wrong for 2011 macs
correct for 2011 macs
(all minis macbook pros imacs from 2011 with sandy bridge)
dual memory vs single module is 1 stick vs 2 sticks. the first quote just got a bad stick of ram. I have used more then 100 sticks of ram in 2011 mac minis. the 2011 mac mini is the closeest to "honey bagder don't care" of all minis with ram.
about the 'single channel' & ''dual channel' memory:
of course franky303 is wrong and paulrbeers is right.
The "how many channels do I have" is determined by motherboard design [memory controller].
In my (real) workstation I have a 'quad channel' memory (and 16 memory slots & 64GIGs of memory)...
(And also not the 'Mickey Mouse' memory like in these computers but 'registered' a fully 'buffered'...)
Just as a pricing update, there seems to be a sale once every few weeks on newegg that offers 2x8GB so-dimms for $80-85. I got a generic 2x4GB set from GSkill there and they work flawlessly (whereas multiple Mac-specific sets from OWC had been nothing but trouble).
Well, in theory you are right. FACT is, though, that the normal non-mac-memory RAM resulted in errors.
Now for the fun part: you could run the laptop with only 1 module, for hours and hours in x86 memtest. - No error.
As soon as i put two modules in, it resulted in x86 memtest errors ...
As soon as i've exchanged to the mac memory, i haven't experienced these problems.
And, once again: each module just by itself did NOT give any errors.
That's a great deal. Fry's Electronics had this same package for $92 but Tuesday is their ad day so the price may or may not still be in effect -- if you are near a Fry's, it's worth a look before you go ahead and order from Amazon.
This one was as low as $86 when I bought it. Now it's back up to $89.95
Just plugged it in last night, ran memtest and everything passed with flying colors. Except it took nearly 2 hours to complete. I noticed that the PN is the same?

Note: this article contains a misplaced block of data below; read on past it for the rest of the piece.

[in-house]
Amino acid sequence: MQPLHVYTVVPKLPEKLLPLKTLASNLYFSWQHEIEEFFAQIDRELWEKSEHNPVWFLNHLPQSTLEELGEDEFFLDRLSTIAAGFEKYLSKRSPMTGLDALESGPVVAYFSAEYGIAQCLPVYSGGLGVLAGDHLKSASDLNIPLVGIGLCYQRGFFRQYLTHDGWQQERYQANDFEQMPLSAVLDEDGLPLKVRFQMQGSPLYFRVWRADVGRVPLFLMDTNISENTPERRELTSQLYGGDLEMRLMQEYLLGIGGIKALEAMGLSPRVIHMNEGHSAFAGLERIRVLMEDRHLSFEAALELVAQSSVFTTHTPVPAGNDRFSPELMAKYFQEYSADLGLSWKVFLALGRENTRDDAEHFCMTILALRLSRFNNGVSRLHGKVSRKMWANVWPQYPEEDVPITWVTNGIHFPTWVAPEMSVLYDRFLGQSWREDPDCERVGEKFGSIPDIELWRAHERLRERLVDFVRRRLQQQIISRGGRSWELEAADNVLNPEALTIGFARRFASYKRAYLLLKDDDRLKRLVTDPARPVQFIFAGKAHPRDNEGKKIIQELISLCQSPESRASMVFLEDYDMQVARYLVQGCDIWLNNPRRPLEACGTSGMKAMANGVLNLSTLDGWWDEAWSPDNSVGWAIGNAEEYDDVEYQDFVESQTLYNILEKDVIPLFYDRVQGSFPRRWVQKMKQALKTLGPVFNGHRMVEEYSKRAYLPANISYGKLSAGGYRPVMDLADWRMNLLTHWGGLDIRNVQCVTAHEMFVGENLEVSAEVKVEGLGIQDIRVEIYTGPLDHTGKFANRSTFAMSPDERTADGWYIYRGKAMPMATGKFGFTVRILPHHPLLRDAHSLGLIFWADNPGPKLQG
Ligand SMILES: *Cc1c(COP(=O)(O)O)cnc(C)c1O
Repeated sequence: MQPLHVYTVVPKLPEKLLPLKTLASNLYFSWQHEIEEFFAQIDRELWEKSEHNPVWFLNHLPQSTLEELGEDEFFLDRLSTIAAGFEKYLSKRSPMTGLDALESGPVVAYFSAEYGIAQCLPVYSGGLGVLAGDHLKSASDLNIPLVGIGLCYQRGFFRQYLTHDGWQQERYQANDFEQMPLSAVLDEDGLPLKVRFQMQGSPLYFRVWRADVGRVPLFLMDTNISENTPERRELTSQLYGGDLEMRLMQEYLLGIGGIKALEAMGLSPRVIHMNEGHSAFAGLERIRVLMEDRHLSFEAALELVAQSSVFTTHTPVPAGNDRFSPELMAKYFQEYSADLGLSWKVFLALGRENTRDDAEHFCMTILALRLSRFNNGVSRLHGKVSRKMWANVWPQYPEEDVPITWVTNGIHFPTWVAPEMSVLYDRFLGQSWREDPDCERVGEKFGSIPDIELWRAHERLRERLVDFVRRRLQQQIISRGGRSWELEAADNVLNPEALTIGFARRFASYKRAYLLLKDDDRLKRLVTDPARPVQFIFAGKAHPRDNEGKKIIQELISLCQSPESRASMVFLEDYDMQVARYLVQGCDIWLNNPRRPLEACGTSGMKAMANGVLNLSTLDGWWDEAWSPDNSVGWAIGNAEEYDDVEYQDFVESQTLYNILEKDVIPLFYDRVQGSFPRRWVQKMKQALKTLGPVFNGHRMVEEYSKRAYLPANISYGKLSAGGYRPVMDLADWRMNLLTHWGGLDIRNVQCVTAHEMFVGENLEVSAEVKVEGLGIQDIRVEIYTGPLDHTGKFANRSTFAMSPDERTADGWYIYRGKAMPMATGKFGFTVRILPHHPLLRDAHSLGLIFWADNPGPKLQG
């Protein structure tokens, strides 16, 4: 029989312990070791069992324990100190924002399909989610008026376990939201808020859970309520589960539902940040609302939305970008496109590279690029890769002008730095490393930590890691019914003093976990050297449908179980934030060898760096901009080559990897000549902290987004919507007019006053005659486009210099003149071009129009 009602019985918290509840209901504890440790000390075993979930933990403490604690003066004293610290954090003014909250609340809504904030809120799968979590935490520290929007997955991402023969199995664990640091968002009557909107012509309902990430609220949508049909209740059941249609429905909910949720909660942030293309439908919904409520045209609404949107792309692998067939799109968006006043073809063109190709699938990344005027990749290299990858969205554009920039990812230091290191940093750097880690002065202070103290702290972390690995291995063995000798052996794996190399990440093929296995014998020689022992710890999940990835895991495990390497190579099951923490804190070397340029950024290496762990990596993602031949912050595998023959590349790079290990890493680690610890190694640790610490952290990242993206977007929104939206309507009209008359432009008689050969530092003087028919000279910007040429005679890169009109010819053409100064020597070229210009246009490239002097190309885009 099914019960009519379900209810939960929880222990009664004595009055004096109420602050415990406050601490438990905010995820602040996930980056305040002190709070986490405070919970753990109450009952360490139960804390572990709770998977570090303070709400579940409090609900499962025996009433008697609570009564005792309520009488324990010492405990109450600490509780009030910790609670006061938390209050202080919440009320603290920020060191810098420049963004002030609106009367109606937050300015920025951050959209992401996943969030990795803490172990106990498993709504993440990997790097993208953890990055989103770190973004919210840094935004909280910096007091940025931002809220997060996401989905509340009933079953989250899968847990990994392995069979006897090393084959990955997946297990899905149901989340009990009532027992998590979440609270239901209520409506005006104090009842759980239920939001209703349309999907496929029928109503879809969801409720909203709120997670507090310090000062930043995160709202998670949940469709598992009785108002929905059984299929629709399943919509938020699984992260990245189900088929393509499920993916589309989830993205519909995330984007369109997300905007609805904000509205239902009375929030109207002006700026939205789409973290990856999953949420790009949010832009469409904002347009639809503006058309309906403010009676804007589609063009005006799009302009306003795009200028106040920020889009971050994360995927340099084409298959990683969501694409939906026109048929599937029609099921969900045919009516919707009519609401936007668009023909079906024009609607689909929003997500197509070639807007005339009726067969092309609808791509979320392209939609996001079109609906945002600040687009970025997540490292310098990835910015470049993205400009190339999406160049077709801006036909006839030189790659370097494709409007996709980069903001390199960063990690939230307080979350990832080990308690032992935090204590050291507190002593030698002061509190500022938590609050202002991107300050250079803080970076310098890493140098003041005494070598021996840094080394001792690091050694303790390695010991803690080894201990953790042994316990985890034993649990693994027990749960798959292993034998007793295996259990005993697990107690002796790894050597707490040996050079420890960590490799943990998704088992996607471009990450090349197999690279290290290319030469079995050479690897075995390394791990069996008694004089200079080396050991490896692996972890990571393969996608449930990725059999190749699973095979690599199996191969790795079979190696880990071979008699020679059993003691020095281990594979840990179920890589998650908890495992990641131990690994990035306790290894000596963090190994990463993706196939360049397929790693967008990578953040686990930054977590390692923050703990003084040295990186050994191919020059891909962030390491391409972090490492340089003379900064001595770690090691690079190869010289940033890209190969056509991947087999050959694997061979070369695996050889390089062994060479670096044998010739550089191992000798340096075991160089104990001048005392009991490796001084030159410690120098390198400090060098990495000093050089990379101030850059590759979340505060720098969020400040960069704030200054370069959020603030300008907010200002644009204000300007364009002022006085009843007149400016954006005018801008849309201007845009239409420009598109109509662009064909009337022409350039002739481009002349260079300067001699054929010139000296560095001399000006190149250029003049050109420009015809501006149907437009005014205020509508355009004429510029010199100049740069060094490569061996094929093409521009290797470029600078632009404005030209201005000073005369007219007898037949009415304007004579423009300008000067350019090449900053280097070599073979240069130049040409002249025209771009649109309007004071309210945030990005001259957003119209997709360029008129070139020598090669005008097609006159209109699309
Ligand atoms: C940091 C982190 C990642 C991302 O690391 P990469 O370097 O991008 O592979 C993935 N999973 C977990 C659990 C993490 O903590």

2 hours is fine
If the incompability wouldn't have happened to me, my reaction would have been the exact same as Stan's. However, it's even mentioned on wikipedia's "Multi-channel memory architecture" article:
Some motherboards have compatibility issues with certain brands or models of memory when attempting to use them in dual-channel mode. For this reason, it is generally advised to use identical pairs of memory modules, which is why most memory manufacturers now sell "kits" of matched-pair DIMMs.
Several motherboard manufacturers only support configurations where a "matched pair" of modules are used. A matching pair needs to match in:
Capacity (e.g. 1024 MiB). Certain Intel chipsets support different capacity chips in what they call Flex Mode: the capacity that can be matched is run in dual-channel, while the remainder runs in single-channel.
Speed (e.g. PC5300). If speed is not the same, the lower speed of the two modules will be used. Likewise, the higher latency of the two modules will be used.
Same CAS Latency (CL) or Column Address Strobe.
Number of chips and sides (e.g. two sides with four chips on each side).
Matching size of rows and columns
That's why you will most likely be absolutely happy with any random stock memory, but not necessarily. Wouldn't have believed it myself either, until i was unlucky one single time out of many.